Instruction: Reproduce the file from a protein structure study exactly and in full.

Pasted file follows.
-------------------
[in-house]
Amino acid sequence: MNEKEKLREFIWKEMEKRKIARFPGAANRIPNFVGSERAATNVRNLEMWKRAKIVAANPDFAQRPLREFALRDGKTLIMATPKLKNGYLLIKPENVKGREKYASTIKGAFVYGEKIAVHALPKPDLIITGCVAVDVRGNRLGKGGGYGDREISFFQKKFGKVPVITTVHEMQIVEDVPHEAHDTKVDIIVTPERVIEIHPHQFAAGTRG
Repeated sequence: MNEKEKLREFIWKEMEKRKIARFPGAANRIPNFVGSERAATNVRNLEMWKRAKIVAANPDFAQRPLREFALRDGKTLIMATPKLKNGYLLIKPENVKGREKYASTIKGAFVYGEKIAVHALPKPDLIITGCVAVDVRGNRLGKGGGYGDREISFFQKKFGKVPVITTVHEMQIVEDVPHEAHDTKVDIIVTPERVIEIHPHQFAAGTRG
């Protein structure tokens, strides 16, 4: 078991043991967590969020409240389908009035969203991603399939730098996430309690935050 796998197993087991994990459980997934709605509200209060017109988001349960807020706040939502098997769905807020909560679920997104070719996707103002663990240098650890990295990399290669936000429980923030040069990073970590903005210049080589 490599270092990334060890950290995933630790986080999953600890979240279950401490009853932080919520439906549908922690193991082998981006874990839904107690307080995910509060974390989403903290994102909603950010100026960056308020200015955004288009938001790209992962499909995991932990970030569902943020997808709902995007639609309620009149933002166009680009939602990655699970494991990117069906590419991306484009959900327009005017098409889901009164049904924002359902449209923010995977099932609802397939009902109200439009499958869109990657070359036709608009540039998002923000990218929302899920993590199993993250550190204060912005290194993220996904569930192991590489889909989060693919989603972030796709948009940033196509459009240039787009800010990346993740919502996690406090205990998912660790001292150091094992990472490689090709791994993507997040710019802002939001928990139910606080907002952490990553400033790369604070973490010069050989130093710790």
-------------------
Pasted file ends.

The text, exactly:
[in-house]
Amino acid sequence: MNEKEKLREFIWKEMEKRKIARFPGAANRIPNFVGSERAATNVRNLEMWKRAKIVAANPDFAQRPLREFALRDGKTLIMATPKLKNGYLLIKPENVKGREKYASTIKGAFVYGEKIAVHALPKPDLIITGCVAVDVRGNRLGKGGGYGDREISFFQKKFGKVPVITTVHEMQIVEDVPHEAHDTKVDIIVTPERVIEIHPHQFAAGTRG
Repeated sequence: MNEKEKLREFIWKEMEKRKIARFPGAANRIPNFVGSERAATNVRNLEMWKRAKIVAANPDFAQRPLREFALRDGKTLIMATPKLKNGYLLIKPENVKGREKYASTIKGAFVYGEKIAVHALPKPDLIITGCVAVDVRGNRLGKGGGYGDREISFFQKKFGKVPVITTVHEMQIVEDVPHEAHDTKVDIIVTPERVIEIHPHQFAAGTRG
């Protein structure tokens, strides 16, 4: 078991043991967590969020409240389908009035969203991603399939730098996430309690935050 796998197993087991994990459980997934709605509200209060017109988001349960807020706040939502098997769905807020909560679920997104070719996707103002663990240098650890990295990399290669936000429980923030040069990073970590903005210049080589 490599270092990334060890950290995933630790986080999953600890979240279950401490009853932080919520439906549908922690193991082998981006874990839904107690307080995910509060974390989403903290994102909603950010100026960056308020200015955004288009938001790209992962499909995991932990970030569902943020997808709902995007639609309620009149933002166009680009939602990655699970494991990117069906590419991306484009959900327009005017098409889901009164049904924002359902449209923010995977099932609802397939009902109200439009499958869109990657070359036709608009540039998002923000990218929302899920993590199993993250550190204060912005290194993220996904569930192991590489889909989060693919989603972030796709948009940033196509459009240039787009800010990346993740919502996690406090205990998912660790001292150091094992990472490689090709791994993507997040710019802002939001928990139910606080907002952490990553400033790369604070973490010069050989130093710790």